This pertains to the first paragraph, you can use Dagostino test which is an omnibus test combining both skewness and kurtosis and has a high power, istead of only skewness of the data. Try ?dagoTest
Ahmed
Leif Kirschenbaum wrote:
I have summary statistics from many sets (10,000's) of near-normal continuous data. From previously generated QQplots of these data I can visually see that most of them are normal with a few which are not normal. I have the raw data for a few (700) of these sets. I have applied several tests of normality, skew, and kurtosis to these sets to see which test might yield a parameter which identifies the sets which are visibly non-normal on the QQplot. My conclusions thus far has been that the skew is the best determinant of non-normality for these particular data.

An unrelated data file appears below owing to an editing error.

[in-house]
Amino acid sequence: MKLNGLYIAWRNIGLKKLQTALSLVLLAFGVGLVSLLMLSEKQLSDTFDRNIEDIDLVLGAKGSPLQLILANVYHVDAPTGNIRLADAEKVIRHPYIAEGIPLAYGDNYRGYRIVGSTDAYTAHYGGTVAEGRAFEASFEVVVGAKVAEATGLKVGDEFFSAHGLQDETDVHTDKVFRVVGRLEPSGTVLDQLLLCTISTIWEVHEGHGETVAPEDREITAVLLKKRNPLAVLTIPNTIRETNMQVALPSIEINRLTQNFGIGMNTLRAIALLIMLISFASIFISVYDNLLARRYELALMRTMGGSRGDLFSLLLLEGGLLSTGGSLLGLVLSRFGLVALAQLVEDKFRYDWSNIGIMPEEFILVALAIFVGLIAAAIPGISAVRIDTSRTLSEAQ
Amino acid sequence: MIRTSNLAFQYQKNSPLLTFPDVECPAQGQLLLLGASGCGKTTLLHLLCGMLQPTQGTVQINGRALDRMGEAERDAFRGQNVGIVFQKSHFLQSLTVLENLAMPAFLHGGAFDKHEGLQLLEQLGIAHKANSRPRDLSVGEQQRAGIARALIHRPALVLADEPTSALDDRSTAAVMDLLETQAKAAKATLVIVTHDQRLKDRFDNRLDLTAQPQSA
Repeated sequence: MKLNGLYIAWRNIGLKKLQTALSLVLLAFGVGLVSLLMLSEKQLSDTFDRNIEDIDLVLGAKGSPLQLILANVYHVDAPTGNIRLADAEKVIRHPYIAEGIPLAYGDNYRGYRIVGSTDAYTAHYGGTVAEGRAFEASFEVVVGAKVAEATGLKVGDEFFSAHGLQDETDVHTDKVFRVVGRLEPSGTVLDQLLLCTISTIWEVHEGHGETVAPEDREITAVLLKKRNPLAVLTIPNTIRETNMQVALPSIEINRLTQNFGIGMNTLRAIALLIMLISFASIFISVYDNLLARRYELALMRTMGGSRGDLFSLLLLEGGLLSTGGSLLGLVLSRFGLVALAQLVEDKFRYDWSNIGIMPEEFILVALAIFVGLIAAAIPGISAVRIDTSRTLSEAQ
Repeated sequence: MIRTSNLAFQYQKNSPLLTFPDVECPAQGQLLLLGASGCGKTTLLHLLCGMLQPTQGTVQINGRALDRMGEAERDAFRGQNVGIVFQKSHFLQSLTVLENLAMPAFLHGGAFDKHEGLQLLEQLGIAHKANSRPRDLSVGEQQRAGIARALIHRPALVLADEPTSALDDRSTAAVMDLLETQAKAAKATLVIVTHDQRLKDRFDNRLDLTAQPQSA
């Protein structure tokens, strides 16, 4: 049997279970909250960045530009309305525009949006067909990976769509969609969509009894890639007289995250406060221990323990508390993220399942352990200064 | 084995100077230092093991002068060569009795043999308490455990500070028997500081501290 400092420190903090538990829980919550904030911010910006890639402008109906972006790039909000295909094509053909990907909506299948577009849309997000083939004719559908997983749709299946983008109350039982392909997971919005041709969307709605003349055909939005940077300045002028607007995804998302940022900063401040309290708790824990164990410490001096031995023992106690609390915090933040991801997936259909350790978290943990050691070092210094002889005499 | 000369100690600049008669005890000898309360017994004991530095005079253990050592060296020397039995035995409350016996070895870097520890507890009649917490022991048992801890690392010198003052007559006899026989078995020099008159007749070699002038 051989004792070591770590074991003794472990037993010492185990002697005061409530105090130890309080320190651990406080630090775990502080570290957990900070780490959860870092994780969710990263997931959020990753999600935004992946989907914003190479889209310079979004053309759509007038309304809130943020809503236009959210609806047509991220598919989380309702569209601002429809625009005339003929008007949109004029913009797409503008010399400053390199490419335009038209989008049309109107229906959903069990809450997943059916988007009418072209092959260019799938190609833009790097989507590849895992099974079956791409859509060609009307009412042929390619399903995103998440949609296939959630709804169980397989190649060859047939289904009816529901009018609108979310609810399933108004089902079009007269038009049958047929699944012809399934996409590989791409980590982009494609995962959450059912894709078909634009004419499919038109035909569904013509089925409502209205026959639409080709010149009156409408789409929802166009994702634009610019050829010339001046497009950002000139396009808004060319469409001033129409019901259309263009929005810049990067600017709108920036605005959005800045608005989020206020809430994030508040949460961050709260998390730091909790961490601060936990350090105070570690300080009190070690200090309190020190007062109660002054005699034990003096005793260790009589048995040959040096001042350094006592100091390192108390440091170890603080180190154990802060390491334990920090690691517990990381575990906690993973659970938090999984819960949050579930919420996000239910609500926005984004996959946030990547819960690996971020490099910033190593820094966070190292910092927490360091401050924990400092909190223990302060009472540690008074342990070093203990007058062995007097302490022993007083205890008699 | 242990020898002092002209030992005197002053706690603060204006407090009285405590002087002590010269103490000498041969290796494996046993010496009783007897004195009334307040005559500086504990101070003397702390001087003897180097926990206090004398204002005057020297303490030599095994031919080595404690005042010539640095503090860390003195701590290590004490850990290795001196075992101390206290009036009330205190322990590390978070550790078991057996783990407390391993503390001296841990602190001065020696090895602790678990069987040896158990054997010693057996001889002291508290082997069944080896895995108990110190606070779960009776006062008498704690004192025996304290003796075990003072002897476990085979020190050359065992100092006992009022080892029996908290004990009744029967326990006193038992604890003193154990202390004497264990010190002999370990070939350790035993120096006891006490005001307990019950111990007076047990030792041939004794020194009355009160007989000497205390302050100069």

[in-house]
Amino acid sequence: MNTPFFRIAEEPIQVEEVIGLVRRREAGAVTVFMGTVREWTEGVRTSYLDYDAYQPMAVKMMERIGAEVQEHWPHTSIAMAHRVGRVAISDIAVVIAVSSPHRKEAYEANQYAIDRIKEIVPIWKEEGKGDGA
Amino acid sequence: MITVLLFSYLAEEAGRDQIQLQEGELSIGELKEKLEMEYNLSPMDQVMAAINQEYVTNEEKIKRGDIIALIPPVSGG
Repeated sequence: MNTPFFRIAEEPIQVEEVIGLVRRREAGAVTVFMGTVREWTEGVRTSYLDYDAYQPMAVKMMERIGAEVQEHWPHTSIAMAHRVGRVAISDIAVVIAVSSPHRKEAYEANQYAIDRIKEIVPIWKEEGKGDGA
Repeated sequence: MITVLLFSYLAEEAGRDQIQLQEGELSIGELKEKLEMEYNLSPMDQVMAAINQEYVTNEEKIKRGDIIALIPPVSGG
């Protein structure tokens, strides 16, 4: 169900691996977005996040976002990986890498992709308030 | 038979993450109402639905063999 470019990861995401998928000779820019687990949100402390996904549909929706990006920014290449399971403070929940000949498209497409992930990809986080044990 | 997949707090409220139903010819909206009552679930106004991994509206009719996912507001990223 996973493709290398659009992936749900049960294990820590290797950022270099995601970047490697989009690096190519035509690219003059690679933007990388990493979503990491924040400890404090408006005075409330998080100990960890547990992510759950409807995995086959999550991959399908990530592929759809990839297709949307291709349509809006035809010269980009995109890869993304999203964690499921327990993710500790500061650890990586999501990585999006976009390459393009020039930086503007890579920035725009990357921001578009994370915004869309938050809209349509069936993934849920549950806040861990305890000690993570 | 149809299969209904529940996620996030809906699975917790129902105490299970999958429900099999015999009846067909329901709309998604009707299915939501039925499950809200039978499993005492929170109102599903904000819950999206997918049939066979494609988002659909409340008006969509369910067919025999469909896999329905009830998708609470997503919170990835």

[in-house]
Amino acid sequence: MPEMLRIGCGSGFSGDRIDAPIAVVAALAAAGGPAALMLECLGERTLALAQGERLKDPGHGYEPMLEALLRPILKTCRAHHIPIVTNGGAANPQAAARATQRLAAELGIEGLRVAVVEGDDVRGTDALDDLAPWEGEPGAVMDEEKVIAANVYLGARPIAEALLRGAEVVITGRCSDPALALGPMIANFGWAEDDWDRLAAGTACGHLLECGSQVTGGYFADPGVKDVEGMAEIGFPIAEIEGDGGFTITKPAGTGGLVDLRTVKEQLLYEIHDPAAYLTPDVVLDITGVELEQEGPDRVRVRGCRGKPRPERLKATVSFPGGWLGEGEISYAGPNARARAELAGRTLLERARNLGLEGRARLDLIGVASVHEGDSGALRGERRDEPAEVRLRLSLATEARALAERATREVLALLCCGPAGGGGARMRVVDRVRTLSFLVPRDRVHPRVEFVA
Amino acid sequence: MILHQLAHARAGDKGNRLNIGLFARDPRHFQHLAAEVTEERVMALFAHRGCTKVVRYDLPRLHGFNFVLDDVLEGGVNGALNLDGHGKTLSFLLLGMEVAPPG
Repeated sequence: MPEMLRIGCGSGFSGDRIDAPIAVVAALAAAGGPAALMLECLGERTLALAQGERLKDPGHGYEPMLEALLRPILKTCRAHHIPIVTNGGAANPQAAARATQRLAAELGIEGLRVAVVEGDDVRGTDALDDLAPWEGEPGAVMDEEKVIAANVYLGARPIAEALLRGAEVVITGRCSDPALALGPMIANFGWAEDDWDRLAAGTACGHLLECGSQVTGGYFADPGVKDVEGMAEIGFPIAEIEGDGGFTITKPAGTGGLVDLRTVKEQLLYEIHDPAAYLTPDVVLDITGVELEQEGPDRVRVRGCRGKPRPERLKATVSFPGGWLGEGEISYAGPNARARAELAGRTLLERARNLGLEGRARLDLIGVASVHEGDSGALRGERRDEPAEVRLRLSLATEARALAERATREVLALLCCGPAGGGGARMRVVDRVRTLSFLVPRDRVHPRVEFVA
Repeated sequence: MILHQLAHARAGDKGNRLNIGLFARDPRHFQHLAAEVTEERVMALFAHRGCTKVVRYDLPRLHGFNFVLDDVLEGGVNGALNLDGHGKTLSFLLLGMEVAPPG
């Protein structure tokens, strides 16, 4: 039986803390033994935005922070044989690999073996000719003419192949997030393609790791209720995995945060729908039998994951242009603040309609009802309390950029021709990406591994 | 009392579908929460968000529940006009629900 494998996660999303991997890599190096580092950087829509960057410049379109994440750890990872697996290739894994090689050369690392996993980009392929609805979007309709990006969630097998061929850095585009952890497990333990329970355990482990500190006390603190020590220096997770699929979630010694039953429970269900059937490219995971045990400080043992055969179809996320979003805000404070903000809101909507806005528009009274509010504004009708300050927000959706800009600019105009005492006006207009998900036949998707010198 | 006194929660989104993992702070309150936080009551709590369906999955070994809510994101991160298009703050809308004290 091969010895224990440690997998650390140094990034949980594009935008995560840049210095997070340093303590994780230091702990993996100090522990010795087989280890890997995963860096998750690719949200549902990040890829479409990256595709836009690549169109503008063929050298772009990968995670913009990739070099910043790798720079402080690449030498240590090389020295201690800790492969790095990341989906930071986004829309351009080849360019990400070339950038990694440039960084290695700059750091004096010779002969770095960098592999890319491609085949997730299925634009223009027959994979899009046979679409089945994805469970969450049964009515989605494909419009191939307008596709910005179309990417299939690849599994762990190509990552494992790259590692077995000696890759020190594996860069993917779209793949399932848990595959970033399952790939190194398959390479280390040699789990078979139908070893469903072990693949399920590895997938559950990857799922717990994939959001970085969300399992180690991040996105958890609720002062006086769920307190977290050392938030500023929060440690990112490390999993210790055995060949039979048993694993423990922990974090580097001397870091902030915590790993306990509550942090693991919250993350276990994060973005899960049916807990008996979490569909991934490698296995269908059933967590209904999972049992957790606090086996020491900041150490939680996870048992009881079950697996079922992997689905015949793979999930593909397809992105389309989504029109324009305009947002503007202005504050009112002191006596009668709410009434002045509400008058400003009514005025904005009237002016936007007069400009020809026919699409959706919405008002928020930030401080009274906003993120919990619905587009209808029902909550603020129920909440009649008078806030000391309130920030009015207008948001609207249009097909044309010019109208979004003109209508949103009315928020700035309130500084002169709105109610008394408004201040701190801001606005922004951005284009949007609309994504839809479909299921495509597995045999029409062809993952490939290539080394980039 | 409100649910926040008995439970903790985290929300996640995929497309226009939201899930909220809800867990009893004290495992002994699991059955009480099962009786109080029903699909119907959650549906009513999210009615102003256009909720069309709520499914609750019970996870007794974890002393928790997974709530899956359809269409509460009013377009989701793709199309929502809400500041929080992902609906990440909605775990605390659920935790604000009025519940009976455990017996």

Given that I do not have ready access to the sets (10,000's) of data, only to summary statistics which have been calculated on these sets, is there a method by which I may estimate the skew given the following summary statistics:
0.1% 1% 5% 10% 25% 75% 90% 95% 99% 99.9% mean median N sigma
N is usually about 900, and so I would discount the 0.1%, 1%, 99%, and 99.9% quantiles as unreliable due to noisiness in the distributions.
I know that for instance there are general rules for calculated sigma of a normal distribution given quantiles, and so am wondering if there are any general rules for calculating skew given a set of quantiles, mean, and sigma. I am currently thinking of trying polynomial fits on the QQplot using the raw data I have and then empirically trying to derive a relationship between the quantiles and the skew.
Thank you for any ideas.
Leif Kirschenbaum
Senior Yield Engineer
Reflectivity, Inc.
(408) 737-8100 x307
leif@reflectivity.com
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